African American & African Diaspora Studies and Director of Graduate Studies
Indiana University Bloomington, Indiana
She is author of Empathy in the Global World: an Intercultural Perspective (2010), coauthor of Intercultural Communication: a Text with Readings (2007) and Intercultural Communication: Roots and Routes (1999), as well as coeditor of Dr.. Martin Luther King, Jr. and the Sermonic Power of Public Discourse (1993).
Carolyn’s teaching and research areas are intercultural communication, public dialogue in America, civic engagement, pedagogy, and communication in Black America. In 2007, Professor Calloway-Thomas was invited to participate in the Oxford Round Table conference on diversity and public policy at Oxford University in England. Her national awards include a Ford Postdoctoral fellowship; a Fulbright scholarship to Nigeria, West Africa; a Carnegie scholarship; the National Communication Association’s Robert J. Kibler award; and the Distinguished Alumni award from Grambling State University. She holds a BS degree from Grambling College, an MA degree from the University of Wisconsin, and a PhD degree from Indiana University.
On the road to St. John Baptist Church, only six miles from southern Arkansas, is a clear creek where my parents dreamed of their future. I was born near this beautiful place, in the small town of Lillie, Louisiana, as the third of ten children of Alvin and Idell Calloway. My mother was a high school graduate and my father dropped out of school at an early age, and later worked in the paper mills in Bernice. Thanks to my mother and father, I learned the virtues of hard work, self reliance, dedication and service.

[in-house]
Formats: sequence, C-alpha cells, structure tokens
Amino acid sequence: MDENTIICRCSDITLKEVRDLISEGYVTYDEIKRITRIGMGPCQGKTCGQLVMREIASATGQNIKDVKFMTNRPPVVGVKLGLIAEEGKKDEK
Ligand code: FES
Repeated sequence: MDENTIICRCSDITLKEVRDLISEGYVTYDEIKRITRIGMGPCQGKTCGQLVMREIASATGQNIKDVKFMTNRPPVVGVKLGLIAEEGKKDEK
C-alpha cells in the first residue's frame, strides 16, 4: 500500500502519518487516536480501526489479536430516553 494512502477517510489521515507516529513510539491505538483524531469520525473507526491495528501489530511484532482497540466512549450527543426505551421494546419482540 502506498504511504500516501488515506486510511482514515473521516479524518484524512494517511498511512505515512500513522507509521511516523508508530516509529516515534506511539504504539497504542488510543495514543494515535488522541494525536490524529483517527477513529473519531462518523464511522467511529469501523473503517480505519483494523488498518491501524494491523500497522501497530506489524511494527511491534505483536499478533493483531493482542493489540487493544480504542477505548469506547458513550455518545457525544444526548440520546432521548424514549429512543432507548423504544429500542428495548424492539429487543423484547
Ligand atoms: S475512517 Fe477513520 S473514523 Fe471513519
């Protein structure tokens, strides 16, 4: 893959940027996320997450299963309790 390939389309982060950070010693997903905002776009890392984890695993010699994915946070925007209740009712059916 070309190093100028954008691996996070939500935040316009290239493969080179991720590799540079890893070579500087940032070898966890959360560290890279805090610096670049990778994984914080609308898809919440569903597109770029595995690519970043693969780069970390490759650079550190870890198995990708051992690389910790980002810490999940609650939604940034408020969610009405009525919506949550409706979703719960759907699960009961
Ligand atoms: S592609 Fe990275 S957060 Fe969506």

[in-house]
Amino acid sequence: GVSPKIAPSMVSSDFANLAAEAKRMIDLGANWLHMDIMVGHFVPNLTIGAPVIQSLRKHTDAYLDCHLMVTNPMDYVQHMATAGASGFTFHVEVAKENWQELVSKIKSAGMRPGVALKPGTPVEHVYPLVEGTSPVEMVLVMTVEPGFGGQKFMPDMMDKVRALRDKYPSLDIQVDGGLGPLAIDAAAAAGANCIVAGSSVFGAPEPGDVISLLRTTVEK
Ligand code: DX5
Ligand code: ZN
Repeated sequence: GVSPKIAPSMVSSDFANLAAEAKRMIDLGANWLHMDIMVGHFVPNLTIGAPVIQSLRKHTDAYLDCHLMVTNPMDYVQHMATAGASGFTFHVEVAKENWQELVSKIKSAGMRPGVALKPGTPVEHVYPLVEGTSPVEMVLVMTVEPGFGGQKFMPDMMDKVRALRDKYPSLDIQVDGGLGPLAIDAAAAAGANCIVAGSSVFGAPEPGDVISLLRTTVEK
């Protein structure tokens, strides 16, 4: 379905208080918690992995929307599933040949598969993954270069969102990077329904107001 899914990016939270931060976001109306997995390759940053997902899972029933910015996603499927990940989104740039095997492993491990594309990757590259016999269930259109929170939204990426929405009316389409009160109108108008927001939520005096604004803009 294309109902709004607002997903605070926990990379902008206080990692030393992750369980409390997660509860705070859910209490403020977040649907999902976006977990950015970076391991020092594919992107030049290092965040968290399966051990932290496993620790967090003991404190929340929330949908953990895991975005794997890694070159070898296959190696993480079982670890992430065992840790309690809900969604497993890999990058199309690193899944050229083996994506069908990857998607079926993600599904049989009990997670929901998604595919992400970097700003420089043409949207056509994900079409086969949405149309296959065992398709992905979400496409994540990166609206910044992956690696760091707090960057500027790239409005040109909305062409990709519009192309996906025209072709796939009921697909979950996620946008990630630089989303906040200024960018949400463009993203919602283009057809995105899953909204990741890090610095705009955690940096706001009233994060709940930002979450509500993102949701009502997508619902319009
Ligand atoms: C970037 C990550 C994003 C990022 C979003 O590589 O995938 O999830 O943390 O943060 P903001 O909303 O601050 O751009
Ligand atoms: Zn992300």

It is simply not possible to think of my communication career path without mentioning one powerful force, my eldest sister, Catherine, who passed away on January 17, 2001. She was my first compelling mentor, even at the young age of six years! In fact, I date my interest in speech communication from the moment that I heard “Sis,” as we called her, practicing a poem for recitation in Mrs. Earline Nute’s first grade classroom. “Dark brown is the river, golden is the sand; it flows along forever with trees on either hand.” The exquisite way that my sister, Catherine, recited her lines spoke to my young soul such that I got up the next morning and followed her to school, even though I was not quite ready for prime time. Upon first hearing the poem, I wanted to greet the people who had helped my sister shape such pretty words. When I arrived at school Mrs. Nute sent me home, and the next morning I got up, dressed myself, and followed my sister to school again. The pattern of getting up, going to school, and being sent home again, continued until my parents and the teacher relented. As a result of my tender tenacity, I entered first grade at Elliott High School in Bernice, Louisiana at the age of five. This was a lesson I never forgot, the power of persistence!
Looking back, during those defining moments, I did not know that the lines that my sister had recited were from Robert Louis Stevenson’s sweet little poem, “Where go the Boats.” But I knew for certain, however, that the words thrilled my heart, and I kept them safely within my bosom. Thus, at the age of five, I fell in love with words, the “spoken “word, the “hushed” word, and the “preached” word. And throughout high school, undergraduate and graduate school, I pursued a career in communication and culture that instilled in me a vision of what could be.